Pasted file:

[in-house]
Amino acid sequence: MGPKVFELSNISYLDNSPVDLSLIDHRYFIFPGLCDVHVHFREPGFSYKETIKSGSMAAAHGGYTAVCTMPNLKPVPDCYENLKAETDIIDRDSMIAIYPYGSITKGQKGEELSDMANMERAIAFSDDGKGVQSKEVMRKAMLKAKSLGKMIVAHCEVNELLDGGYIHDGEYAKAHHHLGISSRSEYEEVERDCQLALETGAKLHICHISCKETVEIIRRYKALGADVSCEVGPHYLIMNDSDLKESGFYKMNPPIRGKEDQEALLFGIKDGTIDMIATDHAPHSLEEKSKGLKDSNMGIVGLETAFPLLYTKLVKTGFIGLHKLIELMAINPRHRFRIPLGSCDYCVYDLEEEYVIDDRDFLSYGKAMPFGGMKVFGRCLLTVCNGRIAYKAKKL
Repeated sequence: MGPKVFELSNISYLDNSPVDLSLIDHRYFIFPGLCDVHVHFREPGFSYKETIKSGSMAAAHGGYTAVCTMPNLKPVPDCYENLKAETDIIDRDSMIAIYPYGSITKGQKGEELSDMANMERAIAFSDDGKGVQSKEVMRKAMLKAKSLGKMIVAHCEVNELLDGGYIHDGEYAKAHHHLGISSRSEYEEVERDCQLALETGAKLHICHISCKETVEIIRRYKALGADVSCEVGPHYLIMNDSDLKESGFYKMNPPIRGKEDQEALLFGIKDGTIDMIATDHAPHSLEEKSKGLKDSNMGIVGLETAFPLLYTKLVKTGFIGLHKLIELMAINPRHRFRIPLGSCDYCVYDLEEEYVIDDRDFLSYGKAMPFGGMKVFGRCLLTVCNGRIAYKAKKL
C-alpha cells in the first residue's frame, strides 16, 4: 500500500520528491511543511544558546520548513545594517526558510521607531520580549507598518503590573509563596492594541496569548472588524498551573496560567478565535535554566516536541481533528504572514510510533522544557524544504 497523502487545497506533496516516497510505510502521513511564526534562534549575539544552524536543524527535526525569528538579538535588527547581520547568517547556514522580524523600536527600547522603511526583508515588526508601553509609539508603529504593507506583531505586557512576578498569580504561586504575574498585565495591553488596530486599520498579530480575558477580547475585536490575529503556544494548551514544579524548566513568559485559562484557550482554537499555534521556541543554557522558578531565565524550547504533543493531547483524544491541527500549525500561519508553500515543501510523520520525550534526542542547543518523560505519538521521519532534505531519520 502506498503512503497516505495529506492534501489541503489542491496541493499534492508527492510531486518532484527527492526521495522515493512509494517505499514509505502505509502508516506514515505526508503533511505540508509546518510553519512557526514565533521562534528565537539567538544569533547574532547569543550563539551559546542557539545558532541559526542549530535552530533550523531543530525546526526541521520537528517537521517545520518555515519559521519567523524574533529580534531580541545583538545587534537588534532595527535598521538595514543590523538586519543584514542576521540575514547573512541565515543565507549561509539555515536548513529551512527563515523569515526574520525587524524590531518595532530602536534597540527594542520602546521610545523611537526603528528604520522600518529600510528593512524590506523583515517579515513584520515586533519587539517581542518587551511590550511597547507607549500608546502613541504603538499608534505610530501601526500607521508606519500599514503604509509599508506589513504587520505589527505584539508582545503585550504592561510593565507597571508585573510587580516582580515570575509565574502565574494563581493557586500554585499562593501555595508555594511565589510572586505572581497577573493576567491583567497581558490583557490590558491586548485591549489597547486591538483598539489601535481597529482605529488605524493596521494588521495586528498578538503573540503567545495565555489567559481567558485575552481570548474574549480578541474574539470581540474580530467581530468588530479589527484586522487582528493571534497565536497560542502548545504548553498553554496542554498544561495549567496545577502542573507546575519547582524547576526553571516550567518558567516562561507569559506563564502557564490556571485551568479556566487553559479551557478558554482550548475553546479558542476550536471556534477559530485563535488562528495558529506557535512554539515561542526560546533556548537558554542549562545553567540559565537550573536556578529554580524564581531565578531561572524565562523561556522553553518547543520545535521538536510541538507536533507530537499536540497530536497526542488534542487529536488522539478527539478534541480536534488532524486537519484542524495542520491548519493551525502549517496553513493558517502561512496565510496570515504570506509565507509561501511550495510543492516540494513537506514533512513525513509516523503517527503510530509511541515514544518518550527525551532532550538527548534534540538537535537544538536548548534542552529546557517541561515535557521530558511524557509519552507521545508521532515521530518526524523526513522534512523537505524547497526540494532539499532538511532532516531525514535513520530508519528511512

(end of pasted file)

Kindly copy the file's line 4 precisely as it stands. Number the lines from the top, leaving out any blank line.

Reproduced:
C-alpha cells in the first residue's frame, strides 16, 4: 500500500520528491511543511544558546520548513545594517526558510521607531520580549507598518503590573509563596492594541496569548472588524498551573496560567478565535535554566516536541481533528504572514510510533522544557524544504 497523502487545497506533496516516497510505510502521513511564526534562534549575539544552524536543524527535526525569528538579538535588527547581520547568517547556514522580524523600536527600547522603511526583508515588526508601553509609539508603529504593507506583531505586557512576578498569580504561586504575574498585565495591553488596530486599520498579530480575558477580547475585536490575529503556544494548551514544579524548566513568559485559562484557550482554537499555534521556541543554557522558578531565565524550547504533543493531547483524544491541527500549525500561519508553500515543501510523520520525550534526542542547543518523560505519538521521519532534505531519520 502506498503512503497516505495529506492534501489541503489542491496541493499534492508527492510531486518532484527527492526521495522515493512509494517505499514509505502505509502508516506514515505526508503533511505540508509546518510553519512557526514565533521562534528565537539567538544569533547574532547569543550563539551559546542557539545558532541559526542549530535552530533550523531543530525546526526541521520537528517537521517545520518555515519559521519567523524574533529580534531580541545583538545587534537588534532595527535598521538595514543590523538586519543584514542576521540575514547573512541565515543565507549561509539555515536548513529551512527563515523569515526574520525587524524590531518595532530602536534597540527594542520602546521610545523611537526603528528604520522600518529600510528593512524590506523583515517579515513584520515586533519587539517581542518587551511590550511597547507607549500608546502613541504603538499608534505610530501601526500607521508606519500599514503604509509599508506589513504587520505589527505584539508582545503585550504592561510593565507597571508585573510587580516582580515570575509565574502565574494563581493557586500554585499562593501555595508555594511565589510572586505572581497577573493576567491583567497581558490583557490590558491586548485591549489597547486591538483598539489601535481597529482605529488605524493596521494588521495586528498578538503573540503567545495565555489567559481567558485575552481570548474574549480578541474574539470581540474580530467581530468588530479589527484586522487582528493571534497565536497560542502548545504548553498553554496542554498544561495549567496545577502542573507546575519547582524547576526553571516550567518558567516562561507569559506563564502557564490556571485551568479556566487553559479551557478558554482550548475553546479558542476550536471556534477559530485563535488562528495558529506557535512554539515561542526560546533556548537558554542549562545553567540559565537550573536556578529554580524564581531565578531561572524565562523561556522553553518547543520545535521538536510541538507536533507530537499536540497530536497526542488534542487529536488522539478527539478534541480536534488532524486537519484542524495542520491548519493551525502549517496553513493558517502561512496565510496570515504570506509565507509561501511550495510543492516540494513537506514533512513525513509516523503517527503510530509511541515514544518518550527525551532532550538527548534534540538537535537544538536548548534542552529546557517541561515535557521530558511524557509519552507521545508521532515521530518526524523526513522534512523537505524547497526540494532539499532538511532532516531525514535513520530508519528511512